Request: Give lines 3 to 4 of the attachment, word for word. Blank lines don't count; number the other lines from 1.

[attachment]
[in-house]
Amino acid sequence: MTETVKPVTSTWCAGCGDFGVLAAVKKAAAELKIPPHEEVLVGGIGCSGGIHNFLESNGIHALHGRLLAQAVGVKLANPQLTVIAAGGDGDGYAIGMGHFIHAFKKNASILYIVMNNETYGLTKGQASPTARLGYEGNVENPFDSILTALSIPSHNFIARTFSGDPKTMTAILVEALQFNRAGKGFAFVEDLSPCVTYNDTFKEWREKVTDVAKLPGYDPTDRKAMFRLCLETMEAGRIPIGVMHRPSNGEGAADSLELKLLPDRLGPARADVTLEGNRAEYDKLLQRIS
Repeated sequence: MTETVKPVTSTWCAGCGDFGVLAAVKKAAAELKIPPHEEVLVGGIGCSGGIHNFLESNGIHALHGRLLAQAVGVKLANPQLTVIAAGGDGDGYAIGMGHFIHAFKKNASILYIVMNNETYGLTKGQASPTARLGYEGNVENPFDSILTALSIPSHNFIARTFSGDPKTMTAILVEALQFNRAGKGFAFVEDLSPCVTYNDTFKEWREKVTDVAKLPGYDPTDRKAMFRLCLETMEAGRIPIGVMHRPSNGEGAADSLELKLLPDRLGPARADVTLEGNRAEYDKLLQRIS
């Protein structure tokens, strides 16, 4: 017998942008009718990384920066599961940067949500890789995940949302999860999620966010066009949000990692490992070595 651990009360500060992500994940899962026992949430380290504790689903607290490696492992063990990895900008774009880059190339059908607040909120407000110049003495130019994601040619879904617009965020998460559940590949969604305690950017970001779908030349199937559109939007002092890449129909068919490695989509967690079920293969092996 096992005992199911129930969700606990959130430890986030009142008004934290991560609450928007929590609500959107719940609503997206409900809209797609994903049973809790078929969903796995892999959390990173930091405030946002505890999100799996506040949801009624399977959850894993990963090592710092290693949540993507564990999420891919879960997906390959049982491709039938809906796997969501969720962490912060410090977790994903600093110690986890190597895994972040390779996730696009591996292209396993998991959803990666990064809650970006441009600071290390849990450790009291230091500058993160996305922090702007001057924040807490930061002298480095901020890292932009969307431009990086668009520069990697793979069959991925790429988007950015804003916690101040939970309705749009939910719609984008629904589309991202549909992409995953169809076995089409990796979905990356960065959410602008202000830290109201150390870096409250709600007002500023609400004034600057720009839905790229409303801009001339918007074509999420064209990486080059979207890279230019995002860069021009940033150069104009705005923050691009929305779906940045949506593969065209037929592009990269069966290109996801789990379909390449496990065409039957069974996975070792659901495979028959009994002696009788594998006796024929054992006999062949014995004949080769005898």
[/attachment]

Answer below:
Repeated sequence: MTETVKPVTSTWCAGCGDFGVLAAVKKAAAELKIPPHEEVLVGGIGCSGGIHNFLESNGIHALHGRLLAQAVGVKLANPQLTVIAAGGDGDGYAIGMGHFIHAFKKNASILYIVMNNETYGLTKGQASPTARLGYEGNVENPFDSILTALSIPSHNFIARTFSGDPKTMTAILVEALQFNRAGKGFAFVEDLSPCVTYNDTFKEWREKVTDVAKLPGYDPTDRKAMFRLCLETMEAGRIPIGVMHRPSNGEGAADSLELKLLPDRLGPARADVTLEGNRAEYDKLLQRIS
């Protein structure tokens, strides 16, 4: 017998942008009718990384920066599961940067949500890789995940949302999860999620966010066009949000990692490992070595 651990009360500060992500994940899962026992949430380290504790689903607290490696492992063990990895900008774009880059190339059908607040909120407000110049003495130019994601040619879904617009965020998460559940590949969604305690950017970001779908030349199937559109939007002092890449129909068919490695989509967690079920293969092996 096992005992199911129930969700606990959130430890986030009142008004934290991560609450928007929590609500959107719940609503997206409900809209797609994903049973809790078929969903796995892999959390990173930091405030946002505890999100799996506040949801009624399977959850894993990963090592710092290693949540993507564990999420891919879960997906390959049982491709039938809906796997969501969720962490912060410090977790994903600093110690986890190597895994972040390779996730696009591996292209396993998991959803990666990064809650970006441009600071290390849990450790009291230091500058993160996305922090702007001057924040807490930061002298480095901020890292932009969307431009990086668009520069990697793979069959991925790429988007950015804003916690101040939970309705749009939910719609984008629904589309991202549909992409995953169809076995089409990796979905990356960065959410602008202000830290109201150390870096409250709600007002500023609400004034600057720009839905790229409303801009001339918007074509999420064209990486080059979207890279230019995002860069021009940033150069104009705005923050691009929305779906940045949506593969065209037929592009990269069966290109996801789990379909390449496990065409039957069974996975070792659901495979028959009994002696009788594998006796024929054992006999062949014995004949080769005898």